Sunday 26 August 2012

Groundnut soup

groundnut soupThis week’s Sunday lunch was at B’s flat just below ours. B is from Mali originally and he cooked us a traditional dish from across most of West Africa, groundnut soup , which we ate with and ram meat stew with rice and plantains, all yummy. It is strange that here in Nigeria stews are called soups, and soups don’t really exist – but then what is a soup but a watered down stew!

Basically it is onions and tomatoes, tomato paste cooked in water with lots of  different seasonings – black pepper, salt, celery slat, ground bay leaves, dried fermented onion spice, sumbala and of course chilli or pepe as they call it here in Nigeria. No  oil is used . The vegetables or meat if you are using it are then boiled in this and finally the ground groundnuts are added or peanut butter is you shortcut the nut grinding stage and then cooked until it thickens. I first encountered this in Mali but didn’t get a chance to taste it until later. If you love groundnuts you’ll love this. If you’ve tasted SE Asian peanut dishes like Satay, then you should try this.

Friday 24 August 2012

Shortages in the land of plenty

Abuja has been in the grips of a fuel shortage now for just over one week. Long lines of 50 or so cars queue every morning at the filling station at the end of our road waiting to see if there is any fuel, while black marketeers tout round large yellow plastic containers with tubing to dispense their liquid gold. The crisis started just before the Eid Sallah holiday weekend and has continued all through the week with no sign of let up. Lots of rumour and conspiracy theories abound but meanwhile ordinary folks are hit hard. Last Friday when the crisis broke saw people stranded in town trying to get home at a reasonable fare. With what fuel there is being sold at 3 times its normal rate, taxi drivers have soared their prices, making it prohibitively expensive and blowing volunteers travel allowance. Luckily a colleague has come to the rescue and is driving  me to and from work: it means going in later than normal and leaving later but that’s OK for now.

Lots of rumour and conspiracy theories abound as to reasons, cause , resolution and normal service resumption dates – read  more from the Reuters news report. Unfortunately, such shortages are not uncommon in a country which is  produces 2.7 million barrels of crude oil per day and exports over 2.3 million barrels of that, making it the 14th largest producer worldwide and the largest on the African continent and the 6th largest exporter of oil worldwide.

Oil - exports - Ranking

Thursday 23 August 2012

La musique du desert


Just giving a blatant plug to the first album from a young Tuareg group, Dèran, which includes my friend Boubaker from Djanet. I first met him as a young lad who came to cook for us as we travelled in the Tadrart region of south east Algeria. As I discovered he played guitar and kept us entertained in the evening with Tinariwen songs and stories of wanting to make music to “welcome everyone to the desert”. He comes from a long line of Tuareg musicians including his mother who is an imzad player. Now as a young man his band have cut their first album I hope they can get it played and release through one of the internet agencies that specialises in this type of music such as Re-aktion. In the meantime here is a taster for you all to enjoy.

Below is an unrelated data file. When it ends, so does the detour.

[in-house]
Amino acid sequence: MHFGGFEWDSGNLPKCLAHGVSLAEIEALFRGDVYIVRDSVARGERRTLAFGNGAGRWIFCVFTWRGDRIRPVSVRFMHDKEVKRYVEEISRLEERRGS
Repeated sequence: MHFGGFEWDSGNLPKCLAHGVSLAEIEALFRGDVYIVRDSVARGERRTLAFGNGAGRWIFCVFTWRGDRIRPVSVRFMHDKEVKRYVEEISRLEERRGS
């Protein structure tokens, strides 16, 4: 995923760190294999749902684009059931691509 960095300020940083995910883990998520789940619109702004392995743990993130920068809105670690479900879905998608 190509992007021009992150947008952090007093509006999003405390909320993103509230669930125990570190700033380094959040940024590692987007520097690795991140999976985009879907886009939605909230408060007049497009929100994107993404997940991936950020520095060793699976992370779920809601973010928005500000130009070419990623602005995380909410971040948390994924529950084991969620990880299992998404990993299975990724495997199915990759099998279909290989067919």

Sunday 5 August 2012

Fruit tasting

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I feel a series of posts on Nigerian food coming on!

One of my flatmates, Abbe, brought home an interesting fruit from the market. I’d seen these before but this was my first opportunity to eat it. The locals call them “sour sop”, although they are in fact very sweet and very juicy. The skins look horrid, avocado greenish in colour, with soft darkish spikes pitting the surface, but the inside the fruit is white with large black seeds, which I assume should not be eaten. My other flat mate< Candace,  decided she liked this fruit but for me it has the same ingredient of taste that many tropical fruits have, and which I don’t like. Guavas have it, noni have it, and sour sops have it. I can drink guava juice once processed so there must be some chemical reaction that takes place when the juice is processed that eliminates the taste. As with all new foods I always give them a try, and I can understand why folks love them, they are so juicy and in such a hot climate a sweet juicy fruit is a lovely thing to have.

Having tasted it and disliked it, the botanist in me then comes out and I have to find out what the proper botanical name is. My botanical skills are clearly still in  tact as I felt sure upon seeing the inside of the sour sop that it was like a custard apple. With a bit of investigation I find they are the same genus Annona. The sour sop is Annona Muricata, and the custard apple is Annona Reticulata, and the sugar pineapple, which I called a custard apple for want of its proper name all through my time in India, is Annona Squamosa . Small world!

Further investigation indicates there is definitely something about this botanical family, the Annonaceae,  as pawpaw which I also do not like belong here in the genus Asimina and perfumery uses another member Cananga odorata (ylang-ylang) which I also do not like.

I remember many years ago getting a freebie from a perfumery company client. It was a cluster map of the various woman’s perfumes, grouping them according to like perfume notes and constituents.  I need to find a similar one for tastes! A very similar fruit ,which was popular on some of the South Pacific islands we visited on the Soren Larsen, was noni. I didn't like that one either. I checked its botanical classification out thinking it might be within the same grouping, but it is not. However, I am shocked to learn that it is related to coffee, both members of the Rubiaceae! No wonder my body says yuck!